Meeting here on February 13, the Australian branch of Forward in Faith, which comprises many members of the international anglo-catholic grouping called the Traditional Anglican Communion, “received with gratitude” the Pope’s invitation to join Rome. They decided unanimously to establish a working group to enable the process to move forward.
The British newspaper The Daily Telegraph reported on February 16 that the vote represents a world first for any Anglican group to accept the Pope’s offer.
The Australian Catholic Bishops’ Conference has appointed Bishop Peter J. Elliott, auxiliary bishop of Melbourne, as a special delegate for the project to establish an order in Australia by which the Catholic Church can provide pastoral oversight for Anglicans who join it.
Under the terms of an announcement in October 2009, Pope Benedict invited disaffected Anglicans to convert to Catholicism. He offered them an “Ordianariate,” which allows them to enter into full communion with the Catholic Church while maintaining distinctive elements of Anglican spirituality and ethos.
At its special Melbourne meeting, Forward in Faith pledged to work with Elliot by establishing an “Australian Ordianariate and foster by every means the establishing of an Ordianariate in Australia,” and to establish a process for the union to take place.”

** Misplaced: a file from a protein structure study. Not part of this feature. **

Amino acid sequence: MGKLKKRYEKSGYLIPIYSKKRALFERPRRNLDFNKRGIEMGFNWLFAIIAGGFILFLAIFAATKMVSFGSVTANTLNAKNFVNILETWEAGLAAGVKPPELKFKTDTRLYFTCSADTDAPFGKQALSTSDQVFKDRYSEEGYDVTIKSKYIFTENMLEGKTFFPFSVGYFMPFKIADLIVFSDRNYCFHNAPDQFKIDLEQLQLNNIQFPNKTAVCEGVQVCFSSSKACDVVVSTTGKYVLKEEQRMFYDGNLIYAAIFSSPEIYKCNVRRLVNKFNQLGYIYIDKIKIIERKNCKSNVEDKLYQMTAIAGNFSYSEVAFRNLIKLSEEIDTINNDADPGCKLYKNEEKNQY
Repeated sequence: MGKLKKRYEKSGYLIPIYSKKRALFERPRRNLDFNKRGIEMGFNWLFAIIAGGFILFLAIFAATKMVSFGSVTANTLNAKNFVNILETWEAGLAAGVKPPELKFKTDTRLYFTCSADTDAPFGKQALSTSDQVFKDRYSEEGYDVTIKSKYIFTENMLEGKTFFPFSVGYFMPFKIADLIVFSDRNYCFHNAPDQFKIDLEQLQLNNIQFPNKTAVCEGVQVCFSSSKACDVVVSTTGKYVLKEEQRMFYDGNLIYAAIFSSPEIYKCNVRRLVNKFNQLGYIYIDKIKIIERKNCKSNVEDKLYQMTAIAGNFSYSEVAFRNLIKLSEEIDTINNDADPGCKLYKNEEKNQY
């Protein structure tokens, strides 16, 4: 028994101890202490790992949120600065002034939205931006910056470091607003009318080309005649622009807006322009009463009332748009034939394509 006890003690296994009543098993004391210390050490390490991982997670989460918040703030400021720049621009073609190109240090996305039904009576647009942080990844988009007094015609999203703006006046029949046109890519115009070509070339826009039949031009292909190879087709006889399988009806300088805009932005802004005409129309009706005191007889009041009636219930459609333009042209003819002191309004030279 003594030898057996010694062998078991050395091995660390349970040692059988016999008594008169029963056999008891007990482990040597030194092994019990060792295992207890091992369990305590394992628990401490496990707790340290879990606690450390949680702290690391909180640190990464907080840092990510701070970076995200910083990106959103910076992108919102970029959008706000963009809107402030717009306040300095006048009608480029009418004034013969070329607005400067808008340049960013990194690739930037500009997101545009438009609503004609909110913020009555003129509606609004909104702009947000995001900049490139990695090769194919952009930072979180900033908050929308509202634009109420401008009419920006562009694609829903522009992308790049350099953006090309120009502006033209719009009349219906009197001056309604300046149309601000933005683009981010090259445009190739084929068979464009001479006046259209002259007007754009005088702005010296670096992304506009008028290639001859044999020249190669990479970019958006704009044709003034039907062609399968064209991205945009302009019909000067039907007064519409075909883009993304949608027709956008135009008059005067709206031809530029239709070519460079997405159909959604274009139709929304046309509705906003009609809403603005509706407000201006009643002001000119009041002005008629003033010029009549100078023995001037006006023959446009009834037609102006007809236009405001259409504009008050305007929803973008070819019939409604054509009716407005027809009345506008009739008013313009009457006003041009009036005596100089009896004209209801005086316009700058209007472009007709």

Writing to the anglo-catholic community through the Australian Traditional Anglican Communion newsletter, Elliott said the Pope, “is reaching out to give you a special place within the Catholic Church — united in communion but not absorbed.”
“(As) Catholics in full communion with the Successor of St Peter, you will be gathered in distinctive communities that preserve elements of Anglican worship, spirituality, and culture that are compatible with Catholic faith and morals. Each Ordianariate will be an autonomous structure, like a diocese,” Elliott wrote.
Commenting on the vote in Melbourne, the head of Forward in Faith, the Rev. David Robarts, told the Sydney newspaper The Daily Telegraph, “We are not shifting the furniture, we are simply saying that we have been faithful Anglicans upholding what Anglicans have always believed, and we are not wanting to change anything but we have been marginalized by people who want to introduce innovations.” He added, “We need to have bishops that believe what we believe.”
Some of the central complaints of the disaffected group include the ordination of women as priests, and what they say is the Anglican Church’s acceptance of homosexual practice and marriage, and liberal theology.
At the time of the announcement of the Pope’s plan to allow disillusioned Anglicans back into the Catholic fold, the archbishop of Melbourne, Philip Freier, called the departure (of Anglicans), “regrettable but … a matter of conscience.”
The Traditional Anglican Communion, established in 1991, is an international grouping of Anglicans independent of the Anglican Communion and the archbishop of Canterbury. It is believed to have about half a million members worldwide.